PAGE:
To prepare the ET primers, the donor FAM was introduced by using 6-FAM amidite in the last step of the oligonucleotide synthesis on a DNA synthesizer. After cleavage from the solid support and removal of the base protecting groups, the primers were evaporated to dryness under vacuum (0.5 mm Hg). To incorporate the acceptor dyes, 15–20 nmol of FAM-labeled T*-containing oligonucleotides in 40 μl 0.5 M Na2CO3/NaHCO (pH 9.0) buffer were incubated overnight at room temperature with an approximately 150-fold excess of corresponding FAM, JOE, TAMRA and ROX N-hydroxysuccinimidyl esters in 12 μl DMSO. Unreacted dye was removed by size exclusion chromatography on a Sephadex G-25 column (Pharmacia, Piscataway, N.J.). The ET primers were then purified by electrophoresis in a 20% polyacrylamide gel containing 6 M urea (40 cm×0.8 cm). The purified primers were recovered from the gel slices and desalted with Oligonucleotide Purification Cartridge. The single dye-labeled primers with the same sequence as that of the ET primers were prepared by the standard protocol using Aminolink 2 (Applied Biosystems, Foster City, Calif.). The purity of the primers was shown to be >99% by polyacrylamide capillary gel electrophoresis. Primers were quantified by their 260 nm absorbances and then stored in 10 mM Tris-Cl, 1 mM EDTA (pH 8.0) at a final concentration of 0.4 pmol/μl for DNA sequencing reactions.
Twenty ET primers were synthesized with the same donor at 5′ end and different acceptors at different positions on the primer sequence. The spacing between the two chromophores is altered by varying the position of T* in the synthesis of each primer. We found that the electrophoretic mobility of the ET primers depends on the spacing between the donor and acceptor. Within a range of distances determined by the number of intervening bases that allow good energy transfer, it is possible to adjust the electrophoretic mobility of the primers. The advantages of the energy transfer approach described here are (1) that a large Stokes shift and much stronger fluorescence signals can be generated when exciting at 488 nm and (2) that the mobility of the primers can be tuned by varying the distances between the donor and acceptor to achieve the same mobility. As a representative example,
II. Preparation of STR Samples for Denaturing Gel Analysis
ET primers for PCR were synthesized by the phosphoramidite method on an Applied Biosystems 392 DNA synthesizer. The structures of the blank and energy-transfer dye-labeled PCR primers for VWFA, THO1, TPO, and CSF loci are presented in Scheme III. Primer sequences followed published sequences (THO1 (Edwards et al., Am. J. Hum. Genet. (1991) 49:746–756), TPO (Huang et al., Forensic Science International (1995) 71: 131–136; CSF (Hammond et al., Am. J. Hum. Genet. (1994) 55: 190–195), VWFA-B (Kimpton et al., PCR Methods and Applications (1993) 3:13–22) except VWFA-B which was redesigned to avoid hairpins and dimer formation; as a result, VWFA products are 5 bp longer than those reported by Kimpton (1993). The energy-transfer dye-labeled primers are advantageous for two-color fragment sizing because the 488-nm exciting light is optimally absorbed by the FAM chromophore in these primers followed by enhanced emission at the FAM wavelength for the THO1 locus (amplified with F6F) and for the VWFA, TPO and CSF loci (amplified with F8F primers), or very distinctively Stokes-shifted emission following energy transfer in the case of the M13 A-termination ladder (generated with the F10R primer (Wang et al., Anal. Chem. (1995) 67:1197–1203 and Ju et al., Anal. Biochem. (1995) 231: 131–140). Primers were dissolved in 10 mM Tris-HCl, 1 mM EDTA buffer at a final concentration of 10 μM for PCR reactions and 0.4 μM for the M13 sequencing reaction.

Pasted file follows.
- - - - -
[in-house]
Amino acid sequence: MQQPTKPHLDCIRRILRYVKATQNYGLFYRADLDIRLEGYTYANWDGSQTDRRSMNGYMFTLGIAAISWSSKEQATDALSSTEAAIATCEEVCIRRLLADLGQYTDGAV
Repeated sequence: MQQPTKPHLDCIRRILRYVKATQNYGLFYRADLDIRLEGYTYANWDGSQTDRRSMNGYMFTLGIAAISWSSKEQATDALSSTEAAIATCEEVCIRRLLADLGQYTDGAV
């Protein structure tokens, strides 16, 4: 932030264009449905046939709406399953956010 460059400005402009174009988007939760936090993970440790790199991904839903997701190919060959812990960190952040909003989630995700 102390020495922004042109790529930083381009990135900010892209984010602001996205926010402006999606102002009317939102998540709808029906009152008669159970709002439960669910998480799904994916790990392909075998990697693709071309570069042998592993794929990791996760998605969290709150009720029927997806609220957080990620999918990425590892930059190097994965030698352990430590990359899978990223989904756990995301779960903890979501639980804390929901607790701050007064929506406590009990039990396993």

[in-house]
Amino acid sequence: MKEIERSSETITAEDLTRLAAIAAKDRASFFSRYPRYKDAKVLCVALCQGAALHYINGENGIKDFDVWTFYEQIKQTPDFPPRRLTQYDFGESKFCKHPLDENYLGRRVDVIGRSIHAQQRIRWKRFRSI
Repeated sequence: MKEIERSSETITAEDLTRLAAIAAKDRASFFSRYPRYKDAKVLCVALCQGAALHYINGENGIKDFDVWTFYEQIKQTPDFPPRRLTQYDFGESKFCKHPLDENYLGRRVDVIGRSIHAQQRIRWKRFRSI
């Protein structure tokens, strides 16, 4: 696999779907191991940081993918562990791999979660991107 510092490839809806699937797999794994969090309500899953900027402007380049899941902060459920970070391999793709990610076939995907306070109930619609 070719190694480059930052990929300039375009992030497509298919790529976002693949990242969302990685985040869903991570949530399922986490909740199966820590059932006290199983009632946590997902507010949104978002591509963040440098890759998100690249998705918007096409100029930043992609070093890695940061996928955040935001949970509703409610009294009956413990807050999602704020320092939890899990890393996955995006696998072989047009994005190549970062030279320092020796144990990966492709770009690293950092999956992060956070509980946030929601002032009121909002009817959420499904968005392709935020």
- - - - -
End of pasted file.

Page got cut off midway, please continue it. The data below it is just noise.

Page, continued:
For PCR amplification of multiplexed STR loci, DNA was isolated from blood using standard methods (Sambrook, J., Fritsch, E. F., Maniatis, T., Molecular Cloning: A Laboratory Manual, (2nd ed. Cold Spring Harbor Laboratory, Cold Spring Harbor, N.Y.)(1989)). PCR multiplex amplifications for VWFA, THO1, TPO, and CSF loci were performed in 25 μl volumes using 10 ng genomic DNA template, 0.5 μM of each forward fluorescent and reverse blank primers for VWFA, THO1 TPO and CSF loci, 2.5 units of Taq DNA polymerase, 50 mM KCL, 1.5 mM MgCl2, 10 mM Tris-HCL at pH 8.3 and 200 μM dNTPs (final concentrations indicated). The PCR cycle protocol using a Perkin Elmer Cetus Model 480 was: (1) melting at 95° C. for 3 min, (2) 28 cycles at 95° C. for 1 min. then 59° C. for 1 min, then 72° C. for 1 min, (3) 72° C. for 2 min to complete extension. The locus types for all samples used in this study were independently determined by analysis on slab gels essentially as described by Puers et al., Am. J. Hum. Genet. (1993) 53:953–958, with SybrGreen staining and detection on a Molecular Dynamics FluorImager 575.
III. Sequencing Applications with Energy Transfer Primers
DNA sequencing using primers F10F, F10J, F10T and F10R on CE sequencer was performed using 0.4 pmol of primer and 0.2 μg of template DNA for each base extension. The sequences extended to more than 600 bases, a portion of which (raw data) is shown in
ET primers described here also provide better results and higher sensitivity on the commercial 4-color DNA sequencer. To demonstrate the advantage of ET primers versus conventional single-dye labeled printers. DNA sequencing samples generated with primer F10F, F3T and F3R were analyzed on an Applied Biosystems 373A sequencer. Single base extension (ddTTP/dNTPs) experiments were performed to examine the relative mobility shift and sensitivity of DNA fragments generated with the ET primers.